Tag Archives: Donkey

Domestic Equines


In today’s post I am going to cover some basic similarities and differences between common domestic equines; horses and ponies, donkey’s, and mule’s and hinny’s. All of these animals belong to the family Euqidae, and the genus Equus.

Horse (Maggie) and Donkey (Lucy)

Horses and Ponies

Most people know what horses and ponies are, but often are unsure what the difference is. A surprising (to me) number of people have asked me if ponies are baby horses – the answer to that is no; a baby horse or a baby pony (of either gender, under the age of 1 year) is known as a foal. An adult female is known as a Mare, and a juvenile female (under 4 years old) is known as a Filly. An adult male that has been neutered is known as a Gelding, and entire (not neutered) adult male is known as a Stallion, and a juvenile male (under 4 years old) is known as a Colt. The gestation period for horses and ponies is 11-12 months.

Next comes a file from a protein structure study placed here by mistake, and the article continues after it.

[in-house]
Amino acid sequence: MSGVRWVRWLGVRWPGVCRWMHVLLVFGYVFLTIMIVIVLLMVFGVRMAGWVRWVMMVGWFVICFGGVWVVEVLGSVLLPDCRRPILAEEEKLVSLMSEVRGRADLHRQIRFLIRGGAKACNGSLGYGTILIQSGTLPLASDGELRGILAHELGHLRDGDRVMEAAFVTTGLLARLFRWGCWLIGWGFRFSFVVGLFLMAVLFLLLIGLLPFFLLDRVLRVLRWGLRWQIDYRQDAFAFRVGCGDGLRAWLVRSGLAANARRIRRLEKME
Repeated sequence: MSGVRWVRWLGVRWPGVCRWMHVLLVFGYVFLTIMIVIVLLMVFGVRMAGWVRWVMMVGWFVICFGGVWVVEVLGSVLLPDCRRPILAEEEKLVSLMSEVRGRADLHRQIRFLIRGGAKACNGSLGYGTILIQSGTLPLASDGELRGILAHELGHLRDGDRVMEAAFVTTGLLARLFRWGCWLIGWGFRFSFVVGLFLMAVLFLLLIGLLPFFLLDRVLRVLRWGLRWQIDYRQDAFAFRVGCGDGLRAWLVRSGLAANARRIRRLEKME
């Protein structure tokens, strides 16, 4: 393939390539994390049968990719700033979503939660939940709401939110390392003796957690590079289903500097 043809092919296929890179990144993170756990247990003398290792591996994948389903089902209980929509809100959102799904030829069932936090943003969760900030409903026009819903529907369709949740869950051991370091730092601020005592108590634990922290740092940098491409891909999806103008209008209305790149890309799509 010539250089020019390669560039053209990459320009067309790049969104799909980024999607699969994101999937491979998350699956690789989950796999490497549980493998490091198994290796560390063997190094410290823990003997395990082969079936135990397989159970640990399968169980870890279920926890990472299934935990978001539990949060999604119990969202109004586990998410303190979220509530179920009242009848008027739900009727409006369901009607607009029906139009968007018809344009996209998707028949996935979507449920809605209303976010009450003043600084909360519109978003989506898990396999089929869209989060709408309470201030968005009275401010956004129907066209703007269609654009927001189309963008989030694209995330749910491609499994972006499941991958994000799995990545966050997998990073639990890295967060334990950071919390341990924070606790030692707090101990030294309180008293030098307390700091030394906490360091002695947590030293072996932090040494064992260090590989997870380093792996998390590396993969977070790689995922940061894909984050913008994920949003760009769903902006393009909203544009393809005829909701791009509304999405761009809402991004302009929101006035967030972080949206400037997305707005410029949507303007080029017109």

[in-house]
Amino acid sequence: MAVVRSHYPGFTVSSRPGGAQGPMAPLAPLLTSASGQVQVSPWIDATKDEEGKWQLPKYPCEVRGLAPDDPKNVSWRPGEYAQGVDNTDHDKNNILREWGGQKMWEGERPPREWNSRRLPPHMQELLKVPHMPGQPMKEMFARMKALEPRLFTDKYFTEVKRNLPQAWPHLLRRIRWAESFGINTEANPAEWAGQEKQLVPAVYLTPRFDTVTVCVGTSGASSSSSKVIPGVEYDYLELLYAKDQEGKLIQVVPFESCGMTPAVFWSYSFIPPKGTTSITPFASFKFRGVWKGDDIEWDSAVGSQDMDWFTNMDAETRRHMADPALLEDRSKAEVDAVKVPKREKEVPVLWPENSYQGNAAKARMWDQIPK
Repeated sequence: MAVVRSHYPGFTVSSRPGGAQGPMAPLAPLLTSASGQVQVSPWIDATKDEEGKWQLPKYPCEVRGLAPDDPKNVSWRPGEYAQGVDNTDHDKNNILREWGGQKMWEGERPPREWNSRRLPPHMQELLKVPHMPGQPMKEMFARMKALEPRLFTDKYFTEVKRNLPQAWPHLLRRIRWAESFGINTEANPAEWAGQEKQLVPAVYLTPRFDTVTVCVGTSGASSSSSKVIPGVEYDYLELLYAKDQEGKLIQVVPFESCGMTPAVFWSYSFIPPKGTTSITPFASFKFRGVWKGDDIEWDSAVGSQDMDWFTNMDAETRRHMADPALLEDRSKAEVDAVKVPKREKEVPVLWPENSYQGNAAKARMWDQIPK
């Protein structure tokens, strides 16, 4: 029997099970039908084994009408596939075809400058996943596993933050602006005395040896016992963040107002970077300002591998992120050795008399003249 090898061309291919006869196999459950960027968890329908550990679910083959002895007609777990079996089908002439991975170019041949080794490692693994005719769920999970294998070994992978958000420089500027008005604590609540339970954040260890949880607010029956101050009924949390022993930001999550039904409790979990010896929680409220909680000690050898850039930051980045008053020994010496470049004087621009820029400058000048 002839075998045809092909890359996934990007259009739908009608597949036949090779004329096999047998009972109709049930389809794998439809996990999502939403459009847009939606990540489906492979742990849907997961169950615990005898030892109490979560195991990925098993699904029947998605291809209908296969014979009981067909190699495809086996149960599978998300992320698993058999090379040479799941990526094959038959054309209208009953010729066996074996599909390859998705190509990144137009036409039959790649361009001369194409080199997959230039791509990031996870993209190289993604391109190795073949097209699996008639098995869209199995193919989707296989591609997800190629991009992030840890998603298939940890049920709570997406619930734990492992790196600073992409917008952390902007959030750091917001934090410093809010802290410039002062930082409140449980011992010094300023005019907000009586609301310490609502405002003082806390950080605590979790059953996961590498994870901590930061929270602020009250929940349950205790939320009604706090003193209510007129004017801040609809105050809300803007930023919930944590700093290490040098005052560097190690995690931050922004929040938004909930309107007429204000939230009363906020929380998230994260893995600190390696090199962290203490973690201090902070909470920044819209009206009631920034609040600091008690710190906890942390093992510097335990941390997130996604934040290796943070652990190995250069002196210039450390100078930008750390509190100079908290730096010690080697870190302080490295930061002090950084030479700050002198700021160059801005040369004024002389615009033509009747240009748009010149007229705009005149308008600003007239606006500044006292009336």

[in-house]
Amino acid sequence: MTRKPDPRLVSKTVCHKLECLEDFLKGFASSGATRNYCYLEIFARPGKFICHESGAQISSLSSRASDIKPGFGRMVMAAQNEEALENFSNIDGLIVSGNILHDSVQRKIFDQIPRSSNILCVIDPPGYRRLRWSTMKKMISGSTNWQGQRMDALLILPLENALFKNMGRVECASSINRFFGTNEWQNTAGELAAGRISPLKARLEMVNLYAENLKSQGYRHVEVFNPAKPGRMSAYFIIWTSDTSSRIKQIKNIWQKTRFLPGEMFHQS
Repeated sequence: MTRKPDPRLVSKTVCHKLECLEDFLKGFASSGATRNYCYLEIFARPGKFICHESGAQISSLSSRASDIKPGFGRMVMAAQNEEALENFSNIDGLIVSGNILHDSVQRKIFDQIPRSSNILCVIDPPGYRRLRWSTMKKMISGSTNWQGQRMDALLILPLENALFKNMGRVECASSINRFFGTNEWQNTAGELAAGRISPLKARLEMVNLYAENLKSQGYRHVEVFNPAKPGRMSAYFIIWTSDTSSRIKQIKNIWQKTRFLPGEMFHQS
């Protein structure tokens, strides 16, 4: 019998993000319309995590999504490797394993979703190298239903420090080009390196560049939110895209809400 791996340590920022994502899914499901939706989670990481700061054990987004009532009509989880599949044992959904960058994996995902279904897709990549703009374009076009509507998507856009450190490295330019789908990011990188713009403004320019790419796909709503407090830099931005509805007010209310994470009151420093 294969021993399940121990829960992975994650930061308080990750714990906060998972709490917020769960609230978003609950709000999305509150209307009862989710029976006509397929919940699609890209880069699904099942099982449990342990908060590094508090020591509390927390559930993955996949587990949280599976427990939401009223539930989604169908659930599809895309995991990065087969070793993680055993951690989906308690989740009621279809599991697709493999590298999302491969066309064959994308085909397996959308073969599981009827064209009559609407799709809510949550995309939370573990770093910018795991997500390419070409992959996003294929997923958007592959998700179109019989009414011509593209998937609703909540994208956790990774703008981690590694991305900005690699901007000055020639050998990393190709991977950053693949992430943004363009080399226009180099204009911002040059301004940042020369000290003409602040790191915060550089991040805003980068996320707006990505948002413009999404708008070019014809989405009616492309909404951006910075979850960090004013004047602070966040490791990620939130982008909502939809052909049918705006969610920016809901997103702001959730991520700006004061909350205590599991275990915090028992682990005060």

There are many different breeds of horses and ponies; from thoroughbred horses to draughts and Shire’s, from cobs to Shetland ponies; within the different types, there are a myriad of colours and patterns – some specific to the breed (e.g. Appaloosa – spotted horse (see below)), others being quite commonplace across many breeds.

Horses are larger than ponies; ponies reach up to 14.2 hh (hands high), and horses are 14.3 hh and taller. The tallest recorded horse to date is a a Belgian Gelding called Big Jake, who was measured in 2010 at just over 20.2 hh.

Horses and ponies have small ears and long faces, long tails and manes, deep chests, and long legs with rounded hooves. They are intelligent creatures, with brilliant speed, agility and strength. Horses have long manes and tails; which need to be kept neat and clean, and are often trimmed, clipped or plaited. Their coats are thin, compared to a donkey’s.

The noises horses and ponies make range from neighing and whinnying to snorting and sighing; these noises can vary a lot in and of themselves, depending on the animal’s mood – body language and posture both help to identify the mood, alongside noises.

Donkey’s